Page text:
Sunday, October 15, 2017

Thoughts on AngularMix 2017

I've been very busy with side projects lately, so it's been a long time since I've taken time to write anything up.

However, I just got back from AngularMix this past week, which was a great experience and was definitely worth a post.  A lot of interesting things are coming out of the Angular world, and I'll share my thoughts on a couple of the highlights (for me).  There were a lot of great talks, but I think my favorite part was the opportunity to meet and talk developers, including some of the core Angular team members.

Angular Elements

One thing that hasn't been as easy in Angular as in AngularJS is just being able to add an Angular component to an existing page.  There's a lot of use cases here, such as having a mix of technologies (React and Angular), or just wanting to start converting functionality from existing server side rendered pages by adding an Angular component.

Rob Wormald gave a talk here on a new enhancements to Angular they are calling "Elements", and had some really nice demos of the early pre-release functionality.  Elements basically allows any component (or even entire application) to run as a standalone custom html that can self-bootstrap into any html page.  He showed an example where was easily able to add independent copies of an Angular component to a static html page, and manipulate it by setting properties on the component.  This is really a HUGE step forward for inter-operability of Angular components with other technologies.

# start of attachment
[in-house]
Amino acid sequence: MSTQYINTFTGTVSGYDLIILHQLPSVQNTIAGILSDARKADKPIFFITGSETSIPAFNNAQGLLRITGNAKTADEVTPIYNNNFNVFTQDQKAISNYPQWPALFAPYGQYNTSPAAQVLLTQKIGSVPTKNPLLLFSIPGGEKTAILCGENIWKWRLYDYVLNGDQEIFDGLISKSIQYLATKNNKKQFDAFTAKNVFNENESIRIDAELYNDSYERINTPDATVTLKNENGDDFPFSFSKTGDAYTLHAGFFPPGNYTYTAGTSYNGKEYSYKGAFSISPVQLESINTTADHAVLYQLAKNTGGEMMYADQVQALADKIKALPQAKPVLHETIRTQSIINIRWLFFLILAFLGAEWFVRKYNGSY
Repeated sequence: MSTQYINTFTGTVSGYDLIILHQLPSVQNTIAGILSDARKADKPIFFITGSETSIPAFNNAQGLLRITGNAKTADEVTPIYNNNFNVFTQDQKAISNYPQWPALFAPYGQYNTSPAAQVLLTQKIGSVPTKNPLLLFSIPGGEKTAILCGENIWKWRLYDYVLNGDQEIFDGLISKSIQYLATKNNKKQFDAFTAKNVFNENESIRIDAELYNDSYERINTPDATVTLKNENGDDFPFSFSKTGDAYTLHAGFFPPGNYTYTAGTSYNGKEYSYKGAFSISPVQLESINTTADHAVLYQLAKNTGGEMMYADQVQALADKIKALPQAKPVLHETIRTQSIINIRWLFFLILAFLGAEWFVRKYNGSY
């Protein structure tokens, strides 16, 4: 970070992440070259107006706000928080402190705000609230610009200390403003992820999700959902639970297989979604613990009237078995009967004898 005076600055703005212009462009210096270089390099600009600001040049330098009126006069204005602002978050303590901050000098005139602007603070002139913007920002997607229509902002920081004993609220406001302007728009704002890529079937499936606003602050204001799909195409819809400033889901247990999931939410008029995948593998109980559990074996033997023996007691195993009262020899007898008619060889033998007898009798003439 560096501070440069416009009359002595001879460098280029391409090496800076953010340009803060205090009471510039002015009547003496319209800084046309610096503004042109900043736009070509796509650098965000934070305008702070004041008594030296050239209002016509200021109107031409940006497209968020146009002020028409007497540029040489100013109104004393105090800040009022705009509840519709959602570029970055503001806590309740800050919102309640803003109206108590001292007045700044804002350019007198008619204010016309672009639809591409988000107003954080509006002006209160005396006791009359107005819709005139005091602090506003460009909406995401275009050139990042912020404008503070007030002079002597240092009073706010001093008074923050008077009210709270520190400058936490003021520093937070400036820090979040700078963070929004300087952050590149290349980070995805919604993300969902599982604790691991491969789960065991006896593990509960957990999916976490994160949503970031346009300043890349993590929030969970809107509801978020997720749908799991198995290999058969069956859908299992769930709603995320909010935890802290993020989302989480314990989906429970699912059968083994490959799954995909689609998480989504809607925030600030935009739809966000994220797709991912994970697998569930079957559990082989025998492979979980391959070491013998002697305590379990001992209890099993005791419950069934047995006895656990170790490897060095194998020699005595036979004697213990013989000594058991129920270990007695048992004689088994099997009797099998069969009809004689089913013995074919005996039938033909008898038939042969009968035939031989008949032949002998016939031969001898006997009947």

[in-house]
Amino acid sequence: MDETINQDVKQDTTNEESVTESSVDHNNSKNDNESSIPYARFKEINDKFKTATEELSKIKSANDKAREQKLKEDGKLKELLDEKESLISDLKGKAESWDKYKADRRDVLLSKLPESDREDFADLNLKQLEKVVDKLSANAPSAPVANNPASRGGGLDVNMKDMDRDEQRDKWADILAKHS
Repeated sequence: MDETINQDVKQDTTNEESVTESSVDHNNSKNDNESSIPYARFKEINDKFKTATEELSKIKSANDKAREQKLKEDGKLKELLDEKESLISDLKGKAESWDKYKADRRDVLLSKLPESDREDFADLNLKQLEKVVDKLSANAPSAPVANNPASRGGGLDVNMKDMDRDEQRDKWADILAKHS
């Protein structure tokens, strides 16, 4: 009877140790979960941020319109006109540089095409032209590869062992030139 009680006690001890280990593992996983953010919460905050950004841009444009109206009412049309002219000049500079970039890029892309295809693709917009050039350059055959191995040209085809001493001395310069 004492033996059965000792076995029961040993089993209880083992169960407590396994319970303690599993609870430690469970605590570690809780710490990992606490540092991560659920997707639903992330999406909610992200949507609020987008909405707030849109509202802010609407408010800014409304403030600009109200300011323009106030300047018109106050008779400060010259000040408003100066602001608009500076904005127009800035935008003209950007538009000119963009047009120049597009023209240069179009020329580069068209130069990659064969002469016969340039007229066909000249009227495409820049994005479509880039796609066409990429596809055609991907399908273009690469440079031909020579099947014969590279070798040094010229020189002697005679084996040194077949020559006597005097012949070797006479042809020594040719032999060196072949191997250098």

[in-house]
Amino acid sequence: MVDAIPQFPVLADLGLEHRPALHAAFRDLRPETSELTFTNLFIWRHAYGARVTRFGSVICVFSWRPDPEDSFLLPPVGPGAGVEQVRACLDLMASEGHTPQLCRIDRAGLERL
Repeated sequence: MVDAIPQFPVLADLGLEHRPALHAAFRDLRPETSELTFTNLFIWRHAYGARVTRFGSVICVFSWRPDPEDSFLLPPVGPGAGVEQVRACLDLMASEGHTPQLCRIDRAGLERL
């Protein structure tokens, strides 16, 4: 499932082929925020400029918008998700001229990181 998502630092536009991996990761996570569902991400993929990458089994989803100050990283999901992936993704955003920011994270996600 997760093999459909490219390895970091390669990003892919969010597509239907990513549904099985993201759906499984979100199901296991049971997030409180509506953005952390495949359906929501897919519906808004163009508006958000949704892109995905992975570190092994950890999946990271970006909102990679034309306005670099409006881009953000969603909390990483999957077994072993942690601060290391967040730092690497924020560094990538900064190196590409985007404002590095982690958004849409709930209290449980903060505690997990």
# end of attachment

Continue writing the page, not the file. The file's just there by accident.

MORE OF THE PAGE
Nx from Nrwl.IO

Nrwl was one of the main sponsors of Angular Mix, and Victor Savkin gave a couple talks here.  One interesting talk was regarding applying a common set of terminologies and message-based design principles in NGRX.  Some of the content is from a post he previously wrote here, which is definitely worth a read.

However, the bigger story for me was the release of Nx, a suite of tools integrated with the CLI for enhancing Angular applications.  There are tools for simplifying generating NGRX code, and also a set of functionlity for supporting breaking up your Angular applications into libraries.  As long as you use a monorepo for your Angular code-base, the Nx tools make it easy to refactor your code into reusable modules.  Until now, it's really not been easy to work with code as libraries in context of CLI-based workflow, so this is a huge step forward.

Developers inherit the Internet

One thing that really amazes me is how web technologies are driven forward by really small groups (or even individuals) who have a passion for improving things, and making lives better for developers.  People make a big deal out of Javascript framework fatigue, but to me this is a symptom of a healthy, thriving community, and seeing the speakers at Angular Mix really drove home the point to me.  With the open source movement, combined with sites like GitHub that  provide ability to share code to anyone in the world for free, pretty much anyone with development skills can make a contribution.  What an amazing time we live in =)